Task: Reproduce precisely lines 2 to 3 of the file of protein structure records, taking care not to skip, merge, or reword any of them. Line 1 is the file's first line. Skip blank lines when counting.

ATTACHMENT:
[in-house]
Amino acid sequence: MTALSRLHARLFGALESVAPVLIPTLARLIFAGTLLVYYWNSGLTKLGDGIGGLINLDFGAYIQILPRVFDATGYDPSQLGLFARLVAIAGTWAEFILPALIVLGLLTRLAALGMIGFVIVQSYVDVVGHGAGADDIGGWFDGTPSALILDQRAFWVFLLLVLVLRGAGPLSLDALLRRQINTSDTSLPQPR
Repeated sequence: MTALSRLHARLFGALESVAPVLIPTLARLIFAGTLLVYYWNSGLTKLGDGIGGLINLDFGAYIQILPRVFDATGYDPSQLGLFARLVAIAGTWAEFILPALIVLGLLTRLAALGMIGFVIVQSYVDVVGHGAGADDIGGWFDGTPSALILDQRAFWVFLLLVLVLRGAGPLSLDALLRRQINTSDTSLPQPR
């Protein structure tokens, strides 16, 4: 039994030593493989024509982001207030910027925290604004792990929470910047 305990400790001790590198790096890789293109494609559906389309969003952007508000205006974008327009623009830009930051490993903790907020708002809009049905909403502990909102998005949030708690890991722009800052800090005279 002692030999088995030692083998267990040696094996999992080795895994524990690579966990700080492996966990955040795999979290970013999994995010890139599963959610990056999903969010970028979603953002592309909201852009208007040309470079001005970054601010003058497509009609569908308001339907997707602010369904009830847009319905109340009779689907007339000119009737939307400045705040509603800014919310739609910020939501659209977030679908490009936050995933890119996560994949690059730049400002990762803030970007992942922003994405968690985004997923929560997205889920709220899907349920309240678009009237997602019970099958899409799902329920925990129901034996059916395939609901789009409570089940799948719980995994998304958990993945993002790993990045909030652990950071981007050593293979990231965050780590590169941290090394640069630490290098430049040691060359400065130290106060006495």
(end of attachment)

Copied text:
Amino acid sequence: MTALSRLHARLFGALESVAPVLIPTLARLIFAGTLLVYYWNSGLTKLGDGIGGLINLDFGAYIQILPRVFDATGYDPSQLGLFARLVAIAGTWAEFILPALIVLGLLTRLAALGMIGFVIVQSYVDVVGHGAGADDIGGWFDGTPSALILDQRAFWVFLLLVLVLRGAGPLSLDALLRRQINTSDTSLPQPR
Repeated sequence: MTALSRLHARLFGALESVAPVLIPTLARLIFAGTLLVYYWNSGLTKLGDGIGGLINLDFGAYIQILPRVFDATGYDPSQLGLFARLVAIAGTWAEFILPALIVLGLLTRLAALGMIGFVIVQSYVDVVGHGAGADDIGGWFDGTPSALILDQRAFWVFLLLVLVLRGAGPLSLDALLRRQINTSDTSLPQPR